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Not the Best Buy

When what was supposed to be a simple trade in Best Buy gets complicated, Cramer finds himself reliving last week's Nortel experience.
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When you are on a battleground, you tend to forget that you have to keep your head down.

On Friday, I got sucked into the

Best Buy


battleground. Remember, a battleground is where people have such strong feelings that you can get the stuffing knocked out of you or you can knock the stuffing out of somebody else.

I want the stuffing in my turkey, not sprawled all over my trading turret. I hate these situations because the risk/reward ratio is usually plus five, minus five. (For the record, I like plus five, minus two!)

But I bit because Best Buy always has these cathartic crushings. That's been the story for this stock since it came public. Each time it has come roaring back. I think this time will be no different.

The problem is this morning we got a downgrade from

Salomon Smith Barney

. That's what happens in battlegrounds. Just when you think the machine gun nest on the left has been silenced, another one on the right flank starts up.

Now I am back in the situation where a trade I've turned (I wanted to get out quickly and make a buck or two) is becoming an investment. That harkens back to the

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situation that I got involved in last week.

I won that skirmish, and I'm up nicely now. In fact, I just peeled a little off for a big profit.

But I am down on myself because of the Best Buy situation. A trader must, first, never get down on himself, and second, stick to discipline, which says to avoid these incredibly controversial decisions where things could go either way.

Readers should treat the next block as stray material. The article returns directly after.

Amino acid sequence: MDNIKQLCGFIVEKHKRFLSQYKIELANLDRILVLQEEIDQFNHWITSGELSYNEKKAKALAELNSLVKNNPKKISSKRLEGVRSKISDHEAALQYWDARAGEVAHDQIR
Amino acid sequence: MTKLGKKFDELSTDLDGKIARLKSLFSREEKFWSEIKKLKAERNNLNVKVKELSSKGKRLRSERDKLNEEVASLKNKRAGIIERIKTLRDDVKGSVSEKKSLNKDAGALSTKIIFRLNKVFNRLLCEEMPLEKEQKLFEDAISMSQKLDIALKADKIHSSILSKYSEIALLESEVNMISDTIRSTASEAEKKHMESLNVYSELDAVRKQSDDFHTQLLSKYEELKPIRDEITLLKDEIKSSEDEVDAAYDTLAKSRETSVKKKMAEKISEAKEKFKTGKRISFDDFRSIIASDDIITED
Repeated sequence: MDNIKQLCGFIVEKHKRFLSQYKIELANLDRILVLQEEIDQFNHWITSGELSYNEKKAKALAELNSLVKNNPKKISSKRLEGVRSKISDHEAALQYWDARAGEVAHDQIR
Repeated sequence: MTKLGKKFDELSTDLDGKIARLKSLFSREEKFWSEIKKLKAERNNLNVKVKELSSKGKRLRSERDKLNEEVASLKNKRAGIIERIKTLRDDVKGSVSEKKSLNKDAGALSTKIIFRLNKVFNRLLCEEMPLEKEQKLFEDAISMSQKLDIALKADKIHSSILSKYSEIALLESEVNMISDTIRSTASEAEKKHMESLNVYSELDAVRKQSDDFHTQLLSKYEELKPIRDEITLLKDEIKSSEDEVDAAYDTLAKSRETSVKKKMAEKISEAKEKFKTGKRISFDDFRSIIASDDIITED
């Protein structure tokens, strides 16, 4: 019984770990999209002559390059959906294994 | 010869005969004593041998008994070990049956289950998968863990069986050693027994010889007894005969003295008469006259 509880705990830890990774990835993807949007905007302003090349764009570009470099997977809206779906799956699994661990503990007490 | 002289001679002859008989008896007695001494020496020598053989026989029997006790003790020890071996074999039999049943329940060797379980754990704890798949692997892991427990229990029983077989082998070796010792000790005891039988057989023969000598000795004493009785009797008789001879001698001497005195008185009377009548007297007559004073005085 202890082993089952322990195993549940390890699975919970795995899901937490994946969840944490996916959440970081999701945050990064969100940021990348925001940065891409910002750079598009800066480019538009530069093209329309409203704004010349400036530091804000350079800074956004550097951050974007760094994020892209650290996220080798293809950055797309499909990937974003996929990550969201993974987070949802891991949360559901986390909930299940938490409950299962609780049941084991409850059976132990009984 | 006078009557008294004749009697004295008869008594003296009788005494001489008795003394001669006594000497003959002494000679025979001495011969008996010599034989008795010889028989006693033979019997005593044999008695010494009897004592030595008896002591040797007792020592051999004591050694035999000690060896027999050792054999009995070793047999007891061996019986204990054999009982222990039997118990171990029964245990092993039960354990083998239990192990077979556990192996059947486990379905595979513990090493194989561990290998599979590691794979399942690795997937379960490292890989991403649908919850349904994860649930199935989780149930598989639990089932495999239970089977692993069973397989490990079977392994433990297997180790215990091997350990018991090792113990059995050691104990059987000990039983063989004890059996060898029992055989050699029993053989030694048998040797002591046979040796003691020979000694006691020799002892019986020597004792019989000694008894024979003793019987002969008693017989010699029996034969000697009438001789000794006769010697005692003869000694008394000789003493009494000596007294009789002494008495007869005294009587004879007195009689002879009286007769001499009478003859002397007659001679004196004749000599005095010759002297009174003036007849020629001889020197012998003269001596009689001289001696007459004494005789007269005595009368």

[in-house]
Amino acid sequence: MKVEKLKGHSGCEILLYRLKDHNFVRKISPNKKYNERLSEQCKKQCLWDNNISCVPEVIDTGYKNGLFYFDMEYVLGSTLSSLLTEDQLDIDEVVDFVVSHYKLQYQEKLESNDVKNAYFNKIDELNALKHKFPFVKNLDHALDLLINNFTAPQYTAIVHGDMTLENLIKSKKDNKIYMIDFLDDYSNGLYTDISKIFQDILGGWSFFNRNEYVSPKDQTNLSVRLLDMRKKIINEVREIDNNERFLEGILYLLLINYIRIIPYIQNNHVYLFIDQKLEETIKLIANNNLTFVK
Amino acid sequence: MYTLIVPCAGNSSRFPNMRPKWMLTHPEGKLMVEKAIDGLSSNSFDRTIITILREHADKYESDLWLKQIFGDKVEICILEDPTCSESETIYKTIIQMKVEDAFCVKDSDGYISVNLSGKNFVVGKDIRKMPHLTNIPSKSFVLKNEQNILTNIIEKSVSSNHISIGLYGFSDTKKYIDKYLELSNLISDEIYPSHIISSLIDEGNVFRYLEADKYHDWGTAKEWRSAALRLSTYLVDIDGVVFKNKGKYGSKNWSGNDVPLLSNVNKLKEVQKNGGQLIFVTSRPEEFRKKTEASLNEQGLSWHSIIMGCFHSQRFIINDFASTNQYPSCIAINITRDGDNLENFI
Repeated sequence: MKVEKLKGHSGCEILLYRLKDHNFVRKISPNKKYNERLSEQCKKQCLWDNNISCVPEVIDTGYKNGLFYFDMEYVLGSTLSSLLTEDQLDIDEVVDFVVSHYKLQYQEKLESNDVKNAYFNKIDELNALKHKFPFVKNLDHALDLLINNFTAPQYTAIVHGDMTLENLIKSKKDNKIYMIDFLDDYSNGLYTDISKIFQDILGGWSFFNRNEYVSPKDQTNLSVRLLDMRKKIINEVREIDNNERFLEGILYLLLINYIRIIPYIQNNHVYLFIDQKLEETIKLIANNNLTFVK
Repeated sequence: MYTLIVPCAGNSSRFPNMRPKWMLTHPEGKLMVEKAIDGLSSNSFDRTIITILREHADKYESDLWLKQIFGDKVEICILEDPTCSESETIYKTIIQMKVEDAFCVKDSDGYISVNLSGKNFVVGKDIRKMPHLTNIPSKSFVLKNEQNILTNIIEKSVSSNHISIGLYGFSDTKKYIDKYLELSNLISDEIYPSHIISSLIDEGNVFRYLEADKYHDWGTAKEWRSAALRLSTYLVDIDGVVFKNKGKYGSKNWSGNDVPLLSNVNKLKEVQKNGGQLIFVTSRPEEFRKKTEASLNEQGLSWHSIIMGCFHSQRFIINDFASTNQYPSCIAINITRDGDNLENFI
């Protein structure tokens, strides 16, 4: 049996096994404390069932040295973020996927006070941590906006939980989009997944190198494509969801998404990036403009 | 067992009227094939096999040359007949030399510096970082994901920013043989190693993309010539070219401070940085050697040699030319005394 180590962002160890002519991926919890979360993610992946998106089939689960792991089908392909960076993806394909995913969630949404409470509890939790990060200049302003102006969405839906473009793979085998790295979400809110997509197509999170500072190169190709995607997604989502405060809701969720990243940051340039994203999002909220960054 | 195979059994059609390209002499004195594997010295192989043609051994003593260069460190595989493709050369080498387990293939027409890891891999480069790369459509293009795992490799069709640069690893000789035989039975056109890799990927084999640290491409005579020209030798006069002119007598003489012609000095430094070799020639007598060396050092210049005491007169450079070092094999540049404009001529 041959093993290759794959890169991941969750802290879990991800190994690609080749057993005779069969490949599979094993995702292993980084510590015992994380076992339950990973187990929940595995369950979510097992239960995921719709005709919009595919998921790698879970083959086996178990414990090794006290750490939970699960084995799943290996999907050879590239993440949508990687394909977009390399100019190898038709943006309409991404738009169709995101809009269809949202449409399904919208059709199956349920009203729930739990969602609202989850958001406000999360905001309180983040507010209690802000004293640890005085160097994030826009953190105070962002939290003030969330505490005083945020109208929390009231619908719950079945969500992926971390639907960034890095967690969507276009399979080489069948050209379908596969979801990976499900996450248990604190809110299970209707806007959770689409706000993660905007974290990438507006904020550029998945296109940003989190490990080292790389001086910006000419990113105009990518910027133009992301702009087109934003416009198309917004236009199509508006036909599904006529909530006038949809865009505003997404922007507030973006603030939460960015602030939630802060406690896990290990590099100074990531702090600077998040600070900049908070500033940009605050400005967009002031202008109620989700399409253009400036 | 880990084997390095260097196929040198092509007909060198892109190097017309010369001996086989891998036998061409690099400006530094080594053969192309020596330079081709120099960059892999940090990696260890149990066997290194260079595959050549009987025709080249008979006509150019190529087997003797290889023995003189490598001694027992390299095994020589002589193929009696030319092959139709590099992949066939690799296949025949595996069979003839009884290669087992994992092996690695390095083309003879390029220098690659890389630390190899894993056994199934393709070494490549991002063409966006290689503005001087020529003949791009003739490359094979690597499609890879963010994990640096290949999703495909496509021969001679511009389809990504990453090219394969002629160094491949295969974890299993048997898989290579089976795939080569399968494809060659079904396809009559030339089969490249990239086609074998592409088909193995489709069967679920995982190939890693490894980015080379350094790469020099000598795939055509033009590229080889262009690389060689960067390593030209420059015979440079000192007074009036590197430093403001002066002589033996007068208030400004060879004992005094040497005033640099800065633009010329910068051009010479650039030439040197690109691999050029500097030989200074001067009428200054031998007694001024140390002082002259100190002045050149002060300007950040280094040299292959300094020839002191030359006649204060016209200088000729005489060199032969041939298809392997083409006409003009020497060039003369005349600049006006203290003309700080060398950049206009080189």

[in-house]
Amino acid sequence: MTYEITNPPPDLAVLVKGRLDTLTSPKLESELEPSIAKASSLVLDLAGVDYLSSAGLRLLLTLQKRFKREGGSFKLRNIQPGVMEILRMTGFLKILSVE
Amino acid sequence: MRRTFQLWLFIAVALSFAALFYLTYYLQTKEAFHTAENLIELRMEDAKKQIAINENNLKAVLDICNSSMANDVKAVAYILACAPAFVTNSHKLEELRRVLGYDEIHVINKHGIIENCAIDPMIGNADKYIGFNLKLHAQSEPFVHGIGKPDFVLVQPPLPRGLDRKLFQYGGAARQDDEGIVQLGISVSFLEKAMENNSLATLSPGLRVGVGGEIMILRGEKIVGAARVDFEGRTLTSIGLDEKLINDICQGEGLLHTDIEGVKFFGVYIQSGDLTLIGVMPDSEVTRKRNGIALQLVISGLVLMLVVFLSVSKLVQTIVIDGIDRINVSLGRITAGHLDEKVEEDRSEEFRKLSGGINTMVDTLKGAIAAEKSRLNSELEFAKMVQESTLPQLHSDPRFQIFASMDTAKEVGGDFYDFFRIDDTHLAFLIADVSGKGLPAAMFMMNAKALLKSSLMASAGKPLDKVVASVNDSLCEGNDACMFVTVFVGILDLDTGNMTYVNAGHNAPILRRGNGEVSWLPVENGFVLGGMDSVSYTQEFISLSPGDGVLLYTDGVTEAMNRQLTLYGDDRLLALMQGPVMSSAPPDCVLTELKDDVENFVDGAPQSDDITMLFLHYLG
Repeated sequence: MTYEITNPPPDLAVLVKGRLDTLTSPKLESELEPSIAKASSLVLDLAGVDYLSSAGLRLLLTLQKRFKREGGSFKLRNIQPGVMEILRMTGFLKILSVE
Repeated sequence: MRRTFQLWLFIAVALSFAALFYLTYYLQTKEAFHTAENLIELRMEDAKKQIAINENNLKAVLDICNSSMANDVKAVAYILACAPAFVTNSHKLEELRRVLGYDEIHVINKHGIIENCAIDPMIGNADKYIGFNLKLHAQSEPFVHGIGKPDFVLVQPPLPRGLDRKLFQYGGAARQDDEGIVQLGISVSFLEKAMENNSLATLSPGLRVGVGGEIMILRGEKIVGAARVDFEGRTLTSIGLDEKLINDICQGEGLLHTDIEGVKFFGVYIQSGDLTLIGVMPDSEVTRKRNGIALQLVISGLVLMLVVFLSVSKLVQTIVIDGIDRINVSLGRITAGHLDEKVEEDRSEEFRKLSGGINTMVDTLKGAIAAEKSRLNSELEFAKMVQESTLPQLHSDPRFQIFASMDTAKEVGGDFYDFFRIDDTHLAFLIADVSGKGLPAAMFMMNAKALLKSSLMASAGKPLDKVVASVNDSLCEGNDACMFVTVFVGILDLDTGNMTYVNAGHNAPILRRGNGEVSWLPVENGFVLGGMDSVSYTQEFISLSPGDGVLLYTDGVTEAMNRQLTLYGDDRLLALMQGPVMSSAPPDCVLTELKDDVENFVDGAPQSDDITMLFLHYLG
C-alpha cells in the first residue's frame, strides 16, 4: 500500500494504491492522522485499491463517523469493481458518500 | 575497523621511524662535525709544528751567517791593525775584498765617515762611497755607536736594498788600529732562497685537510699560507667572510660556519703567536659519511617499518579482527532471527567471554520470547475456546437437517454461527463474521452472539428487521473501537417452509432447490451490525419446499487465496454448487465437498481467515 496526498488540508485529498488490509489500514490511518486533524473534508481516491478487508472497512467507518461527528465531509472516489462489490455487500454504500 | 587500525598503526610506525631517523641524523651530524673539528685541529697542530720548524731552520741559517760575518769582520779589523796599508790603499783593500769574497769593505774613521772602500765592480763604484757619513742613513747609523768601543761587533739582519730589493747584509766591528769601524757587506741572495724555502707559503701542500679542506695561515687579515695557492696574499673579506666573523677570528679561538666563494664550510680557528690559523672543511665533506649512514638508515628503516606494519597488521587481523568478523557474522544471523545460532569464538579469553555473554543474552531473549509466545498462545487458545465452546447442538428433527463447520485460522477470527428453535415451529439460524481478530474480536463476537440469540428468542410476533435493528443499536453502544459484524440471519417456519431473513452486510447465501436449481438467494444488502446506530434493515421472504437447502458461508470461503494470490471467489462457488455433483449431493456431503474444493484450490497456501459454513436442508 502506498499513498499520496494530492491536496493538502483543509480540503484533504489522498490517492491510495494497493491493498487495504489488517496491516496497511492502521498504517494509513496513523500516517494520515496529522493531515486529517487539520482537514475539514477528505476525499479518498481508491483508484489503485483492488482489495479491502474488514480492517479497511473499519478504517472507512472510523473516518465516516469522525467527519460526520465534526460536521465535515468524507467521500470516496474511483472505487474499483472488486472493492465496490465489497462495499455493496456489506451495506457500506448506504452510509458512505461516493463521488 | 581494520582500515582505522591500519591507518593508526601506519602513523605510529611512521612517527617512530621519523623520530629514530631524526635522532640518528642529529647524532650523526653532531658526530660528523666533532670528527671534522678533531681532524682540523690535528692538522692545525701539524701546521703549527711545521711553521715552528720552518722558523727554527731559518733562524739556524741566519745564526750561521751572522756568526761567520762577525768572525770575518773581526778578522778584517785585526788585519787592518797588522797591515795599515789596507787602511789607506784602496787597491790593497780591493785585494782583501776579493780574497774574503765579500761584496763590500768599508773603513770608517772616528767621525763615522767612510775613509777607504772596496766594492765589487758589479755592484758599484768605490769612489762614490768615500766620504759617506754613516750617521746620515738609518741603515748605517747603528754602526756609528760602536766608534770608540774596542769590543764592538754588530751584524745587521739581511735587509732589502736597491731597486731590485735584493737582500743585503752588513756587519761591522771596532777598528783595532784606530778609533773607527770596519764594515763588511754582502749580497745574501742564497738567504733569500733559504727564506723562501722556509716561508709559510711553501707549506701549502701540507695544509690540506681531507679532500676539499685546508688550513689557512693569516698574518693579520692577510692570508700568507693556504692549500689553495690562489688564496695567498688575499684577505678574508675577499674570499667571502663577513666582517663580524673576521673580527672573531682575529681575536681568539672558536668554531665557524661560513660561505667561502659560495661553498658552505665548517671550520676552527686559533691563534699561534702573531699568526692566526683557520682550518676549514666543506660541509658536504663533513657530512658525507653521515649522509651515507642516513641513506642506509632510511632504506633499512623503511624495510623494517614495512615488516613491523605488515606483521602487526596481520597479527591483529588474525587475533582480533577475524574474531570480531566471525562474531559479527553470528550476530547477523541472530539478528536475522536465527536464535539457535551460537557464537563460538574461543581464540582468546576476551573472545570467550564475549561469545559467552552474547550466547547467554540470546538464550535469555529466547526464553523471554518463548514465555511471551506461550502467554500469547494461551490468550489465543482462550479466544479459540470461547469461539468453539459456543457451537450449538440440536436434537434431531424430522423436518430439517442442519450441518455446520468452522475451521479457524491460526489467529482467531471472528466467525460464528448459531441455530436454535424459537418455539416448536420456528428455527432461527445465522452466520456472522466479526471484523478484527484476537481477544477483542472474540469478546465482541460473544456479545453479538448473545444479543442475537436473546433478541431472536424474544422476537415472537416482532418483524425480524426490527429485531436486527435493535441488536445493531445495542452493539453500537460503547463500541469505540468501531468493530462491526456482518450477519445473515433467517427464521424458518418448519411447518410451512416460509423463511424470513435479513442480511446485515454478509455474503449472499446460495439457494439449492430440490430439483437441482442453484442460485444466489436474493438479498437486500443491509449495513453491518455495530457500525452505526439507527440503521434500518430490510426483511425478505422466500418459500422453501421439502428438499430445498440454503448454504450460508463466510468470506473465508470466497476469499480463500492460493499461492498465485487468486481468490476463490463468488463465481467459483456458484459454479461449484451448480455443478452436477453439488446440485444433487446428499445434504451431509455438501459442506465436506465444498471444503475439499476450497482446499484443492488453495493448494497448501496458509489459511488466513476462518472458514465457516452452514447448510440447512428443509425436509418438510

I will soldier on, but I want to give you insight here that is not just about what a great trade I just had in



. The real value here is in learning from my mistakes so you don't make them. That's where the subscription pays for itself many times over.

James J. Cramer is manager of a hedge fund and co-founder of At time of publication, his fund was long Best Buy, Cisco and Nortel. His fund often buys and sells securities that are the subject of his columns, both before and after the columns are published, and the positions that his fund takes may change at any time. Under no circumstances does the information in this column represent a recommendation to buy or sell stocks. Cramer's writings provide insights into the dynamics of money management and are not a solicitation for transactions. While he cannot provide investment advice or recommendations, he invites you to comment on his column at